“It’s not good enough to colour the icing to green”, warned Trebeck, as only a few people are “gobbling up the cake with the green icing”. There is not enough support for people who rely on the brown economy to find pathways into the green economy, she said, and the poor remain the hardest hit by the effects of climate change. “Elites are racing away with the goodies,” she warned. We need to go after the confluence between power and wealth to address this.
Kate Raworth, who has developed ‘doughnut economics’, a new economic model which puts human wellbeing at is heart by incorporating social boundaries within the ‘Planetary Boundaries’ framework, suggested that the Green Economy Coalition should become the Green and Fair Economy coalition – because, she said, “words matter.”
Anders Wijkman, from the Club of Rome, warned that people saw the green economy as a threat to their livelihoods. He suggested that, unless we made the economy more inclusive with society at its heart, then the high levels of trust necessary to bring about the transition wouldn’t be created.
As with any gathering of different groups, each had their own definition of the green economy and of next steps. What is the difference between the green economy and how is that different from sustainable development? asked a member of the audience, who felt many people were using the terms almost interchangeably. Les Levidow from the Open University asked whether the Green Economy Coalition and its members were aiming to displace the brown economy, or supplement it.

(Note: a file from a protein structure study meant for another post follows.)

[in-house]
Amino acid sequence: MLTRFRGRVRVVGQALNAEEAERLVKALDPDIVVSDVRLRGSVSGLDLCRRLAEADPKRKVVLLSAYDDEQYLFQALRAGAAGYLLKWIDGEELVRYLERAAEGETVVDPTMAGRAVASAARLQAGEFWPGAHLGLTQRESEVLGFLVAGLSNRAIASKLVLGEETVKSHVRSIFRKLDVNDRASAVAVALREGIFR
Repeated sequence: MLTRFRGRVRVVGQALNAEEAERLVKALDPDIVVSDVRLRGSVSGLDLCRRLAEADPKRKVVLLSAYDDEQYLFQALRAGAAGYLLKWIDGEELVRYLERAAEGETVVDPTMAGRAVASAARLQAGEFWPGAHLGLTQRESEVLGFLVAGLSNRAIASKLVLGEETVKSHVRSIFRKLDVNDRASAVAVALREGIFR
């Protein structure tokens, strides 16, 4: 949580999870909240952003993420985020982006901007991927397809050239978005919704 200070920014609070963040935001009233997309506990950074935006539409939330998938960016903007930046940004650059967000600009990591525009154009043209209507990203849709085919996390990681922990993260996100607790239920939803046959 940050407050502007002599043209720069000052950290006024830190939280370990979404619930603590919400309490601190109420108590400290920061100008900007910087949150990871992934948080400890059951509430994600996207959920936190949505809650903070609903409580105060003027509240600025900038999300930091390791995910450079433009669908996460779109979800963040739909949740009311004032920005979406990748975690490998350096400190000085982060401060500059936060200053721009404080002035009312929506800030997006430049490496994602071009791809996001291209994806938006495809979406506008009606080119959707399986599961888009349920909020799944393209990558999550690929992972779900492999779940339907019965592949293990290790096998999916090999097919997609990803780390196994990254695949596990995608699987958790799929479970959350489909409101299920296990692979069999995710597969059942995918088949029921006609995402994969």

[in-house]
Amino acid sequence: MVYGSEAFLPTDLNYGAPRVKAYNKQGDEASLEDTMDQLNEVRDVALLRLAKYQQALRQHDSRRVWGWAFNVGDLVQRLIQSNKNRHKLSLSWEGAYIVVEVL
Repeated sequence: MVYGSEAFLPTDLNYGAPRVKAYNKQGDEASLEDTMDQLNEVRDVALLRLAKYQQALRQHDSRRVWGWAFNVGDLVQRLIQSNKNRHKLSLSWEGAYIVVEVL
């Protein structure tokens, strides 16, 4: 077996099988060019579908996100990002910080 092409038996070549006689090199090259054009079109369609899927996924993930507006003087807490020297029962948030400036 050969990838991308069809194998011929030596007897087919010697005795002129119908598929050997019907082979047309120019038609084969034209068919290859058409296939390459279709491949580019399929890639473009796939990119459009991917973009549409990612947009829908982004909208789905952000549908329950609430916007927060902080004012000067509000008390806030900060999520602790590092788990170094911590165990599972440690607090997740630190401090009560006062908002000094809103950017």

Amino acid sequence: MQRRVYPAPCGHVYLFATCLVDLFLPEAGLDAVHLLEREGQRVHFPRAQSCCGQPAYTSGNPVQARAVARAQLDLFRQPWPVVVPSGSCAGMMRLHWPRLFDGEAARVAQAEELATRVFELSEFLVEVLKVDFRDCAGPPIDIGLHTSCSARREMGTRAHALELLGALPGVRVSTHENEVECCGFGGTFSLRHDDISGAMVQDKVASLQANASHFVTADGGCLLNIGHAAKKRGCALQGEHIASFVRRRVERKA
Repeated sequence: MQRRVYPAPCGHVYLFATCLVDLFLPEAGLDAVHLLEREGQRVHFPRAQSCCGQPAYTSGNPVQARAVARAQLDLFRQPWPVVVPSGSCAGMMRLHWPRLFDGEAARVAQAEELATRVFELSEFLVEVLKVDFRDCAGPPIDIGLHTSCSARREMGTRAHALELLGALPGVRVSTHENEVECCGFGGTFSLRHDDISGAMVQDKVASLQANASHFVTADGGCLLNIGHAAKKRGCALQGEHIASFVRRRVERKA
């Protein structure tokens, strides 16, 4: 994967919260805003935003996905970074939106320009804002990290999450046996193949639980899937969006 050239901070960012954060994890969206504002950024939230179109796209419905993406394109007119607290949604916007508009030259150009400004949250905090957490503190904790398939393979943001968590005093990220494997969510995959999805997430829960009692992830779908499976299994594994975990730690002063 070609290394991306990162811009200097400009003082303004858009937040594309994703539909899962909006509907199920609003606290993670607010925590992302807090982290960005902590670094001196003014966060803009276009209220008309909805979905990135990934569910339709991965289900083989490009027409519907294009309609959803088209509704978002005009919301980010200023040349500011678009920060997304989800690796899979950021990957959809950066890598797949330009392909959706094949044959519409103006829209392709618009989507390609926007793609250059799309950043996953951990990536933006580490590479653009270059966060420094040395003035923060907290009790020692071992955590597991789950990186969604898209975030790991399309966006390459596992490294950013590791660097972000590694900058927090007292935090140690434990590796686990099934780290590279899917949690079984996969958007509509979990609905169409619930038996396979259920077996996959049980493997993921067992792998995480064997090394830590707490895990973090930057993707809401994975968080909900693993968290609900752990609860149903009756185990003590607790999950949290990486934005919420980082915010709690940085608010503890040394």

Michael Wilson from Sustainable Prosperity, a Canadian think tank, has been building a new initiative, launched over a year ago, called Smart Prosperity, a Canadian campaign which aims to launch the country as a green economic leader.
Smart Prosperity began with the question: what is the threat of not engaging with the green economy and what are the opportunities? The opportunity, of course, was future jobs in the green tech industry. But, says Wilson, they knew that to see that vision become reality, they needed to create the political constituencies that saw the benefits of a greener economy; and they needed politicians putting the correct policy measures in place to make it happen.